Russo-Ukrainian Conflict Escalates

Last month, a poll conducted by the European Council on Foreign Relations revealed that six out of the seven countries surveyed, which make up two thirds of the EU population, anticipate a Russian invasion of Ukraine in 2022. 

Considering how tensions have heightened within the past year, this prediction is not surprising: on August 26, a video of a hostile invasion with identifiable Russian tanks was posted on the internet; commercial satellite imagery and social media posts from late 2021 showed Russian troops and military equipment stationed along the Ukraine border; and earlier this month Russian warships were spotted moving towards the Black Sea, within range of Ukraine’s Southern coastline. 

In December 2021, the Russian foreign ministry attempted to ban Ukraine from joining NATO, demanding that NATO troops be reduced in Eastern Europe. However, NATO allies refused to comply with Russia’s request and have threatened reprisal if Ukraine is invaded. 

Currently, Russia’s goals remain unclear—possible conjectures include procuring concessions from Ukraine or attempting to eliminate NATO in Eastern Europe. Jack Bourdeaux ’22, head of the Hotchkiss Democrats Club, said,“Russia wants to extract concessions from Ukraine and weaken NATO’s presence in Eastern Europe—the long-term goal is definitely to expel NATO from Eastern Europe entirely.” Duncan Griffin ’22, head of the Hotchkiss Republicans Club, suggested that Russia may be attempting to draw Ukrainian support for the Nord Stream 2, a gas pipeline between Germany and Russia that could potentially fuel millions of German homes (The Guardian). He said, “If that were the case, it would expand Russian influence in Europe, [which] could be Putin’s endgame”.

The Russo-Ukrainian conflict is a historical geo-political struggle. The current crisis between Russian-backed separatist forces and Ukrainian military in eastern Ukraine initially escalated in 2014 when Ukrainian President Viktor Yanukovych’s decision against further economic integration with the EU sparked protests in the capital city, provoking Yanukovych to flee Ukraine in 2014. Subsequently, Russian troops invaded and later annexed Crimea, a Ukrainian region located along the northern coast of the Black Sea primarily comprised of ethnic Russians. Since the start of the conflict, Ukraine has also suffered numerous cyberattacks, including the devastating NotPetya attack in 2017 which resulted in billions of dollars in damages.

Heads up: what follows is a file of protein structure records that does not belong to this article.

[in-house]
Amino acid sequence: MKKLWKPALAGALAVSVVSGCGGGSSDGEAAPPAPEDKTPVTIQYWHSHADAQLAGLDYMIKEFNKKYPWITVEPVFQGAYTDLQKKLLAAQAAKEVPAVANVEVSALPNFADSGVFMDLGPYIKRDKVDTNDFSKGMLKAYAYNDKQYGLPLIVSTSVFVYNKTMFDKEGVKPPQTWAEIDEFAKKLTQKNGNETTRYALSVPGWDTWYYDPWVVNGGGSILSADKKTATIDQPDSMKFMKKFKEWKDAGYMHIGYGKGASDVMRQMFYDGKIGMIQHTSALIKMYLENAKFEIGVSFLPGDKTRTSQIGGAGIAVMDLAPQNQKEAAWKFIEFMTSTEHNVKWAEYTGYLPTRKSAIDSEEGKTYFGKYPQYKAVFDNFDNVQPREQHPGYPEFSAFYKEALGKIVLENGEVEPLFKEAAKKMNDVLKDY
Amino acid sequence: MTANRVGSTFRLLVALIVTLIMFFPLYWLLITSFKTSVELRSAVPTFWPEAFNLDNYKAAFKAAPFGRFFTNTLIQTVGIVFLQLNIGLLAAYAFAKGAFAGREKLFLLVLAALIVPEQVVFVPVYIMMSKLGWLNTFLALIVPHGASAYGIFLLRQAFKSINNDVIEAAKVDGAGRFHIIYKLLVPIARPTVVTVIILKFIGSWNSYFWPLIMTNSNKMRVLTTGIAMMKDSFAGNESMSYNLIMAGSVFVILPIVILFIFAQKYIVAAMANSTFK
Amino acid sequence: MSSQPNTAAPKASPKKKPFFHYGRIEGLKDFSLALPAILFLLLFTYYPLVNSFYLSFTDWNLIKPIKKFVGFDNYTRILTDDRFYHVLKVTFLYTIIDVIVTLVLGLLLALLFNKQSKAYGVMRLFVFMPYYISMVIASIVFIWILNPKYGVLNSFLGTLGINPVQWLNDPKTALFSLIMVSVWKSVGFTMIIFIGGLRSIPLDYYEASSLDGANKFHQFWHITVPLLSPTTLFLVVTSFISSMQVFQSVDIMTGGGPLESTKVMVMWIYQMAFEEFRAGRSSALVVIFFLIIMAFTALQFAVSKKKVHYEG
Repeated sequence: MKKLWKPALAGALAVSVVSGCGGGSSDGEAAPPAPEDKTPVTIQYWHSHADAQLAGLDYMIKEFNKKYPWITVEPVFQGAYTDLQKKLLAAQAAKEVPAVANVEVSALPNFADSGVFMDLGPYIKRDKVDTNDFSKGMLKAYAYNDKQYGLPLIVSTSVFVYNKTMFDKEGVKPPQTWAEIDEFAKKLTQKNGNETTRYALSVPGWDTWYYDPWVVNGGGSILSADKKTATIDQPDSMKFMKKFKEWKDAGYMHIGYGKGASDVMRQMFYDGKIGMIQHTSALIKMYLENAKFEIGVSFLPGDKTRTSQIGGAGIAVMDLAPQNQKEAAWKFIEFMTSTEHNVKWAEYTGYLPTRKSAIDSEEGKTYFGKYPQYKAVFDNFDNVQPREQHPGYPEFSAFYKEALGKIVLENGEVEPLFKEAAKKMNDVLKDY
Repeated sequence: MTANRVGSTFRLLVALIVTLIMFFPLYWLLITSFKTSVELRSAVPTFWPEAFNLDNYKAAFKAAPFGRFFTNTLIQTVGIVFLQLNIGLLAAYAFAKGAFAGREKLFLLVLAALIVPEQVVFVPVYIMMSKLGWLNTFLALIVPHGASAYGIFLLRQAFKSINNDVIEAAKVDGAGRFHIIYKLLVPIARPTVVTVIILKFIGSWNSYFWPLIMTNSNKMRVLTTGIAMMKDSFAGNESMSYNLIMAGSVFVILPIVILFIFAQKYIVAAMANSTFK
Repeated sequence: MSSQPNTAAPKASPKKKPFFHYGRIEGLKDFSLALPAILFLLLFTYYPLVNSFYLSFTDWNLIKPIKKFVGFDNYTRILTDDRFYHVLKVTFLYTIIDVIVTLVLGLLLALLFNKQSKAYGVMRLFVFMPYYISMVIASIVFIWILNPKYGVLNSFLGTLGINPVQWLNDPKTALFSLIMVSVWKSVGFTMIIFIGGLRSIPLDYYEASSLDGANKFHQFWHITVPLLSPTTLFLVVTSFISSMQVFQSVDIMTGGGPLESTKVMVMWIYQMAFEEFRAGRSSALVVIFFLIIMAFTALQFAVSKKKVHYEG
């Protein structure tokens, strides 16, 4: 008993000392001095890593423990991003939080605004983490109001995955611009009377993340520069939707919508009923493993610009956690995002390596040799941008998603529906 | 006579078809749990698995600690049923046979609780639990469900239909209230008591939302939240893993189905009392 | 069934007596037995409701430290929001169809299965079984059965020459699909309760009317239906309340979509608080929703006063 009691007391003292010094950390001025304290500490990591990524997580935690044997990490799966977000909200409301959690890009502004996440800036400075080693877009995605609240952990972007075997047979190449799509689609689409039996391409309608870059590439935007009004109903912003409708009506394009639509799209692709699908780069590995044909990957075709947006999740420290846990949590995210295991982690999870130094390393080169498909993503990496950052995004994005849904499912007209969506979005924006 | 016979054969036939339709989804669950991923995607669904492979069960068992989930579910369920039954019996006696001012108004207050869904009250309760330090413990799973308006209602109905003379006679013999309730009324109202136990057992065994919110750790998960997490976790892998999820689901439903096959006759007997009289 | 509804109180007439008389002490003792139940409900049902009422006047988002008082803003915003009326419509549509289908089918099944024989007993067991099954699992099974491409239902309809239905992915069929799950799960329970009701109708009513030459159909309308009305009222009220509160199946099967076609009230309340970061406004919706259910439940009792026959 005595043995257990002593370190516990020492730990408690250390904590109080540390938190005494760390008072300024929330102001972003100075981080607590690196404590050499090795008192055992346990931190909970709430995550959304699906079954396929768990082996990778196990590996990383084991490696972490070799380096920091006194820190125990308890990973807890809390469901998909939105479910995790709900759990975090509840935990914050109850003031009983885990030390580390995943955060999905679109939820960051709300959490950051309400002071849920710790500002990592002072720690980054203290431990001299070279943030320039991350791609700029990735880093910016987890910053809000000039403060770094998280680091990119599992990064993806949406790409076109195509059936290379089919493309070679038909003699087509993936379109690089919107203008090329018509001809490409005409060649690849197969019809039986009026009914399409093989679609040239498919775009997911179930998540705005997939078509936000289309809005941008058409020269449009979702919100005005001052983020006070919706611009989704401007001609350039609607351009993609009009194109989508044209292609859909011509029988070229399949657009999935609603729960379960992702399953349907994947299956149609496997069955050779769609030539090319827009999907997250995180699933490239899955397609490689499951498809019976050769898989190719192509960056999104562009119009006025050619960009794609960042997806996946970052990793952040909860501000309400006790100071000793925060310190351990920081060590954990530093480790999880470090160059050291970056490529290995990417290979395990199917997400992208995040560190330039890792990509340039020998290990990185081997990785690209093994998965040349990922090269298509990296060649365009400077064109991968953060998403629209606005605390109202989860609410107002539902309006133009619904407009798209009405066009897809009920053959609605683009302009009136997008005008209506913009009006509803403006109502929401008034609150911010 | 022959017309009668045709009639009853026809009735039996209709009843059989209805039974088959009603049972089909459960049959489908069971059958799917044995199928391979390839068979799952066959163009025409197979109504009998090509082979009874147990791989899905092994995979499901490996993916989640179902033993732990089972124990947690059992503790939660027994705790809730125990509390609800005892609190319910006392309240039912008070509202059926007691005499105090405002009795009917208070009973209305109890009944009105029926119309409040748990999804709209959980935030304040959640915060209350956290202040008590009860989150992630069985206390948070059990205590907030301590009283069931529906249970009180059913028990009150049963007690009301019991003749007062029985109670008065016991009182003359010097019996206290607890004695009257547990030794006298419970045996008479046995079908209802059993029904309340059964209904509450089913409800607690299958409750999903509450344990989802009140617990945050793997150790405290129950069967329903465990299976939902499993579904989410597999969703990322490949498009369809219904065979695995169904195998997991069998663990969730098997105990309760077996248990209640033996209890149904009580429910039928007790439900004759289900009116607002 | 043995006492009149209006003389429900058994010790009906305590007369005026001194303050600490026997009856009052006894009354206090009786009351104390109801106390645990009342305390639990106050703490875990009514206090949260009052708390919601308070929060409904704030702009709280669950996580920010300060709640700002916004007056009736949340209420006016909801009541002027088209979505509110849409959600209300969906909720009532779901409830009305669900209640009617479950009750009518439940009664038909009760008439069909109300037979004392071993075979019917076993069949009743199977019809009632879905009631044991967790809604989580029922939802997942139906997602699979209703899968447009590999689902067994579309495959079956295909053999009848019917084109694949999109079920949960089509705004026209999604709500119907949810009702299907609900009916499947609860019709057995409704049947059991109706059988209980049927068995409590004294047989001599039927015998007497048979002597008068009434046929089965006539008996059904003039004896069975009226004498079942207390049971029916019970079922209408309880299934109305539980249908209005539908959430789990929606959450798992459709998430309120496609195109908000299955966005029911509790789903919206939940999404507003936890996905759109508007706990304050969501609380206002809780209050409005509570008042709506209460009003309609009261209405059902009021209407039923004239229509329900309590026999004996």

The United States provided Ukraine with 200 million dollars in December 2021, and has pressured Russia with the threat of “economic consequences.” In late December, the Biden administration announced its willingness to reinforce American military presence in NATO countries bordering Russia; however, it has refused to consider sending troops to Ukraine, which is not part of the NATO alliance. Bourdeaux said, “We are caught in a difficult situation. On one hand, they don’t want to lose face by bowing to Russia’s demands, [as] they [would] lose a significant amount of influence in the region to Russia. On the other hand, the only way to not lose face is by showing Russia that they’re willing to fight for Ukraine, which could be extremely costly for the U.S.” Mr. Thomas Drake, instructor in history, commented on a possible U.S. response. He said, “The United States needs to reinforce the solidarity of NATO…The promise of financial retaliation, specifically with international banking conventions, is one of the strongest responses that the international community can impose.”

On Saturday, the U.S. urged its citizens to leave Ukraine and ordered the evacuation of most of its embassy staff in Kyiv. Two days later, the State Department made the decision to close the U.S. embassy in Kyiv and move the remaining American diplomats to Lviv in Western Ukraine. 

As stated by national security advisor Jake Sullivan at a press conference, the U.S. will continue to prepare for the possibility of Russian invasion.